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    One of the first OHS trade exhibitions for 2011 in Australia starts today.  Exhibitions like Safety In Action are the best opportunities for many health and safety professionals, representatives and students to update their product knowledge.  It is usually here where one finds out about non-steel capped safety footwear, new fall harnesses or the latest interlock devices.  But do these innovative products needs to be promoted by scantily clad women as in the picture on the right? This has been a constant annoyance at trade exhibitions for some time and, in fact, some exhibitions in More…

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    In early April 2011 SafetyAtWorkBlog questioned the appropriateness of an advertising image of a semi-clad woman in an emergency shower.  The emergency shower company, Spill Station Australia, has changed the major image of its shower ads in the most recent brochure being distributed with some Australian OHS magazines. Kevin Jones Tagged: OHS, safety

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    Testosterone does not have an immediate association with occupational health and safety, however it could have an impact on collaboration according to a recent article abstract in the Proceedings of the Royal Society B: Biological Sciences. Researchers at University College London have found that “Testosterone causally disrupts collaboration during joint decision-making – and does so by increasing individuals’ egocentricity, so that they overweigh their own subjective decisions.” Those safety professionals who have worked in male-dominated industry sectors may find this to be confirmation of their experience of workplace negotiations but the potential social and organisational  impacts of the research More…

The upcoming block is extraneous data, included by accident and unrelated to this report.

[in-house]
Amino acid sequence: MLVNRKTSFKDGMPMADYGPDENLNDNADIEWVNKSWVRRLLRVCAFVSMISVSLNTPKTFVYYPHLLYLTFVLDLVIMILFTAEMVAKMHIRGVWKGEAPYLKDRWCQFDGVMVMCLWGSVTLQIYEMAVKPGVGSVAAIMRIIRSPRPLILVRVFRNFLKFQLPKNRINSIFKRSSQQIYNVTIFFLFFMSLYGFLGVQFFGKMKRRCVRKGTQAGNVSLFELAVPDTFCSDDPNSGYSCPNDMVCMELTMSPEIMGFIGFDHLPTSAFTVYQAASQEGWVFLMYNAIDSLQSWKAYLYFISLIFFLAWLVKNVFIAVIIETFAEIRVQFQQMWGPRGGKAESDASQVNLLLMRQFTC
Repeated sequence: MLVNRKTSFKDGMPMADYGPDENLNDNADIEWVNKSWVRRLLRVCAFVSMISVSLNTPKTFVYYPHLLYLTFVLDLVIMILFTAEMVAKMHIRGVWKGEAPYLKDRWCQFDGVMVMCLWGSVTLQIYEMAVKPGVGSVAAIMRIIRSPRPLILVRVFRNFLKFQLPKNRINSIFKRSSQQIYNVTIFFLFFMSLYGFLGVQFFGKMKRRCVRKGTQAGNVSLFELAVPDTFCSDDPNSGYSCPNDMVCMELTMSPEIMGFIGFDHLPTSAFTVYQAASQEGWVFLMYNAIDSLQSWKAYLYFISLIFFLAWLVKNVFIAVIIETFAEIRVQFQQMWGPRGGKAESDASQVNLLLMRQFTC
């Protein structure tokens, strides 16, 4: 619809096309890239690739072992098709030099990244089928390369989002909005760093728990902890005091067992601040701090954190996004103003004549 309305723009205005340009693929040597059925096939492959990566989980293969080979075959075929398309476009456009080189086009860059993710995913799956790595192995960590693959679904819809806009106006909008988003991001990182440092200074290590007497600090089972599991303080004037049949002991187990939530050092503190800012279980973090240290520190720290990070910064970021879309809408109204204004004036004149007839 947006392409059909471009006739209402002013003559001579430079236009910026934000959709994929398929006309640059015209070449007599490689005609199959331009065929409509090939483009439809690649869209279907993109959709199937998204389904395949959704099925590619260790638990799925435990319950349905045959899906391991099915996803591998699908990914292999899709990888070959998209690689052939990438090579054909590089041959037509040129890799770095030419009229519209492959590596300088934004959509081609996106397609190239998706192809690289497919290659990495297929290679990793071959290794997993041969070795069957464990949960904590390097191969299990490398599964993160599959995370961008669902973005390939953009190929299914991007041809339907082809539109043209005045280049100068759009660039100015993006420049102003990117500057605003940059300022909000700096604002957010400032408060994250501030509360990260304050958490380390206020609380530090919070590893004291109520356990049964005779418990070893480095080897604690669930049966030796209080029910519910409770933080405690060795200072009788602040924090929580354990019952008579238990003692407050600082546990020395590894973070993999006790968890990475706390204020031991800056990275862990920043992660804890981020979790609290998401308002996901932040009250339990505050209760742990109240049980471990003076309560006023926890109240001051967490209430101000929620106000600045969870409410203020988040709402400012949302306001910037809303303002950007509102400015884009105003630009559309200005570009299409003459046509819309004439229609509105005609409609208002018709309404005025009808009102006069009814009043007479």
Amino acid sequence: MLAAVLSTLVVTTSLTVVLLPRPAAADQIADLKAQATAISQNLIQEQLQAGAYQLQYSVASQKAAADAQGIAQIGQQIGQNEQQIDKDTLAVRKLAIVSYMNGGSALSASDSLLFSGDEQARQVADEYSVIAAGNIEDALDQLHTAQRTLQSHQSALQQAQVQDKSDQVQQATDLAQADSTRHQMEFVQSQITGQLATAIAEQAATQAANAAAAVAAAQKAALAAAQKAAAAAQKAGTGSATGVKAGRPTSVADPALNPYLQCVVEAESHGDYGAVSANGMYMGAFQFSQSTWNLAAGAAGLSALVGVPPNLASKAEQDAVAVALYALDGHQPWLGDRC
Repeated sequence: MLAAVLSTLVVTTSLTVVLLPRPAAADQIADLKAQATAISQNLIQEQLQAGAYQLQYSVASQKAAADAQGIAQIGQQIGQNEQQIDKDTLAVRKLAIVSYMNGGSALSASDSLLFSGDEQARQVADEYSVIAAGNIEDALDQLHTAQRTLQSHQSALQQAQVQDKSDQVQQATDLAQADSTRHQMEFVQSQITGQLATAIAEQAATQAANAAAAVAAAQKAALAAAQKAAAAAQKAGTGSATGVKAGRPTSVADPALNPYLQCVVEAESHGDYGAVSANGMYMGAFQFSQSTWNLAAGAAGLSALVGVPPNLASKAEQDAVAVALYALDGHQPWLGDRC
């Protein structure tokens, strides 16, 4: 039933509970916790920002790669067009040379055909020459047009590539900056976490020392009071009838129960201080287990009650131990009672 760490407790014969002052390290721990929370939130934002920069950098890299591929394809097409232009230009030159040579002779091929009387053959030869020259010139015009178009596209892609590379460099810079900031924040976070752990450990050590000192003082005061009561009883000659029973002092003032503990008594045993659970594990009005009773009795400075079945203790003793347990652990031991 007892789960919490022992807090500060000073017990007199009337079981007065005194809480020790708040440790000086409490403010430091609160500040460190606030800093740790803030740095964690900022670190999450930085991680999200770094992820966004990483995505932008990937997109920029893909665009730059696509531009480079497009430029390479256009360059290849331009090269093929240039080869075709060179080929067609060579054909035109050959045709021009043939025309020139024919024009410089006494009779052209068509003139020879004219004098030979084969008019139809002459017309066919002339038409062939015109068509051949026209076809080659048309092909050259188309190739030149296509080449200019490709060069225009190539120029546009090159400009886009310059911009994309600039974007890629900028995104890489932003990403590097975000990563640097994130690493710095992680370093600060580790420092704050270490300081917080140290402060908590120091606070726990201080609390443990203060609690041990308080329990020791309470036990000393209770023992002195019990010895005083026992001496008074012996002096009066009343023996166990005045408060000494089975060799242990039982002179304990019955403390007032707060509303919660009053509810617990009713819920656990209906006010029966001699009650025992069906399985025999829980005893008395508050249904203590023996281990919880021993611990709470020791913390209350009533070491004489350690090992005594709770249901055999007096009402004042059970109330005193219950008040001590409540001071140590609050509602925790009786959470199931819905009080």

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    On 12 July 2012, SafetyAtWorkBlog described Moira Rayner as the “stand out speaker at the public hearing into workplace bullying conducted in Melbourne Australia.  She was always on topic and spoke of her own experience of being accused of bullying.  The Hansard record of that hearing is now available online and deserves some analysis to illustrate Rayner’s points but to also to expand our understanding of workplace bullying and the Committee’s operation. Moira Rayner As a representative of the Law Institute of Victoria, Moira Rayner, questioned the existing definition of workplace bullying favoured by Australian OHS regulators and said that the definition requires case studies and examples More…

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    The Building Safety conference this weekend had one or two underwhelming speakers but these were overshadowed by some brilliant presentations, and by brilliant, I mean challenging. I had no indication of what was to come from the presentation by Dr Dean Laplonge on gender. His presentation has caused me to begin to reassess my own (male) perceptions and those of the safety profession. The title of this article is a Monty Python reference where a professor from England joins the Philosophy Faculty of the University of Woolloomooloo. He is inducted into the faculty by being More…